EI WEEK 2022 Exploring Bay Area Diversity

by Dylan Lee, G11.

Group members – Dylan Lee G11, Darioush Mostoufi G11, Elena Moslavac G11, Eli Sculley G11 Peter Xu G11, Fiona Hoheit G10, Annika Umeno G10, Liam Belamaric G9, Marcellus Narcisse G9, Erin Welch G9 and Rachel Wood G9. Faculty Advisors -Kelly Leahy-McKeown and Audrey Lee.

Experiential Interdisciplinary Week (better known as EI Week) is a week-long engaged learning process whereby high school students at WSP embark on a deeper “learn by doing” and by reflecting on their experiences. The planning of EI Week starts in winter when high school faculty and students submit proposals on ideas for workshops based on the theme that WSP adopts to explore as a whole school community. This academic year, the school established “togetherness” as the appropriate theme when our school community transitioned back to campus for in-person learning and we could gradually be in spaces together to embrace a new way of life since the pandemic had started. EI Week learning activities can include, but are not limited to, hands-on learning approach, day and overnight trips, field explorations, guest speakers, community service, art, music, performances and so forth.

The proposal I submitted to the faculty was titled, “Exploring Bay Area Diversity ” and the main intention of the proposal is to bring more awareness that will give students a platform to discuss the quality of equity and actual representation of Bay Area communities by looking through the intersectional lens on social issues. 

A group of 11 students and 2 faculty advisors had several planning sessions and discussions to form what we envisioned the week would be like for us to bring the proposal into a reality. In these meetings, our group members began to brainstorm, discuss and disagree, collaborate and combine ideas, lead and follow each other until we arrived at the basic framework of what our group would be doing together for a week. Basically, the piece that stood out for most of us was that it was challenging to visualize or verbalize intersectionality and to be more mindful of the many barriers that face underrepresented communities that exist amongst us. 

Eventually, we shifted our focus to include all types of diversity while promoting and celebrating inclusive environments that strive to make everyone living in the Bay Area feel like we belong here. Our group was clear that we wanted to incorporate community service, explore historical aspects of migration into the Bay Area, deepen our understanding of racial equity and systemic issues, eat good food, celebrate art, music and culture of various communities and spend time capturing our experiences through photography, journaling, poetry, story-telling, painting, drawing, learning, creating and questioning.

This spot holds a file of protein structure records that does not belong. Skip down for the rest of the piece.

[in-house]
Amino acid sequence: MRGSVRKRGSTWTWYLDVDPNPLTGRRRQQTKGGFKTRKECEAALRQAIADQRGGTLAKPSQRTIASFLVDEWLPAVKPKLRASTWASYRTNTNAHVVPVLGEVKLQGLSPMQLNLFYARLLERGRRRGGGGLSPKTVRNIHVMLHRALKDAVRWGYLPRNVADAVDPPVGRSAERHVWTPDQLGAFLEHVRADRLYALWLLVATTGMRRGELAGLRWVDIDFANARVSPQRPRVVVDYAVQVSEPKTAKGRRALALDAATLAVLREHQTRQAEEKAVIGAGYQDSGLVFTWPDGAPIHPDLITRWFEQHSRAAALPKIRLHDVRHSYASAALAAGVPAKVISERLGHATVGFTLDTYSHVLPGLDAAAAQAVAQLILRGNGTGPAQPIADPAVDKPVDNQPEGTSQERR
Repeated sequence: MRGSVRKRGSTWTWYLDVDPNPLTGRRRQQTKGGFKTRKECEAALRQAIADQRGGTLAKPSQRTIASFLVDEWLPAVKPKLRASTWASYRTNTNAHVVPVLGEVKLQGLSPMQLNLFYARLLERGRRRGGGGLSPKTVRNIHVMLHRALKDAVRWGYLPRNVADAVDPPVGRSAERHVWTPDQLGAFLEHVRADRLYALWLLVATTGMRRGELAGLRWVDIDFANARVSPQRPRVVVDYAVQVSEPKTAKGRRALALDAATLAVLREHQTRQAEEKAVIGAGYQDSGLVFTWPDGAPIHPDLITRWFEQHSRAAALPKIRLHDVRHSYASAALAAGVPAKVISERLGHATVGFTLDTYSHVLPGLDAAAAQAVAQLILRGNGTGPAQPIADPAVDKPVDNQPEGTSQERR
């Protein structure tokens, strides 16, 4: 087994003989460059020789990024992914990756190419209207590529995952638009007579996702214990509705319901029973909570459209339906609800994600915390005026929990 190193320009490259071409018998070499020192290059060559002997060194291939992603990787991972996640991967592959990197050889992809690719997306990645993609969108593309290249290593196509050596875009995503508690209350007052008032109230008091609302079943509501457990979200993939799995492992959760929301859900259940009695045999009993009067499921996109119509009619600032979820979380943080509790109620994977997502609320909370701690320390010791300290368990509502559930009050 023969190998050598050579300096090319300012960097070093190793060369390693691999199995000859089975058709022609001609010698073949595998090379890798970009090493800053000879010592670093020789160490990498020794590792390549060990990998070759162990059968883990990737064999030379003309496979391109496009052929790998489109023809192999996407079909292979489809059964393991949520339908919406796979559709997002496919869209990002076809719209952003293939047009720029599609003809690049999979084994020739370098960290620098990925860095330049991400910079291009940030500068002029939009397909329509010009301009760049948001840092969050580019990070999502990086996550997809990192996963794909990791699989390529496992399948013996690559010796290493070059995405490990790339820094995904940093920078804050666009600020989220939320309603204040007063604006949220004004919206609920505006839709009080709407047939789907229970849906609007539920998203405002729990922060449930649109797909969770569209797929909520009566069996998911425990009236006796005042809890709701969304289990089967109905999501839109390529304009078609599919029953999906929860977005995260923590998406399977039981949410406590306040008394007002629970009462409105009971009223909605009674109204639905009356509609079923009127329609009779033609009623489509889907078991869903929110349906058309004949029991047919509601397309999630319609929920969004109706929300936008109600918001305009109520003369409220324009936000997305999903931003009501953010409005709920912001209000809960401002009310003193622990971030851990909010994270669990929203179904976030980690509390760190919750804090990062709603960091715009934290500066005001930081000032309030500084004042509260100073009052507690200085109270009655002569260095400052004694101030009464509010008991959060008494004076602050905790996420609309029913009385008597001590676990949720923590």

A detailed program of our explorations and activities of the week:

Photos of our EI Week Activities

The biggest take away from this experience is that our group learned that there are pockets of segregation across different counties. There are also the invisible communities who have very little access to healthy food, proper shelter, education, health care, childcare, employment issues and equal wages, as well as immigrant rights. Our exploration clearly brings out how segregated the entire Bay Area is. That segregation impacts economic outcomes:  a racial segregation that leads to economic segregation. Housing crisis in the Bay Area impacts all of us in its own way as well. The most humbling moment of this entire experience was when we met with Erika Huggins for an entire afternoon when she led our group through the streets of West Oakland and shared her biography and history with the Black Panther Party. With deep wisdom and courage, she conveyed that we try to talk about these things in a broad framework of humanity. How do we treat our fellow human beings?

Othering certainly is a mechanism by which we are trying to segregate people: ‘us’ versus ‘them.’ So, it’s important that our generation look at this moment through the lens of ‘othering and belonging,’ and see that if we have a more integrated community, we are actually lifting up everybody. We are lifting up the entire society. We are all living together.

If people look at our EI Week work through that lens while looking into specifics of all the different issues related to systemic racism and disadvantage, I think it would make a lot of sense.

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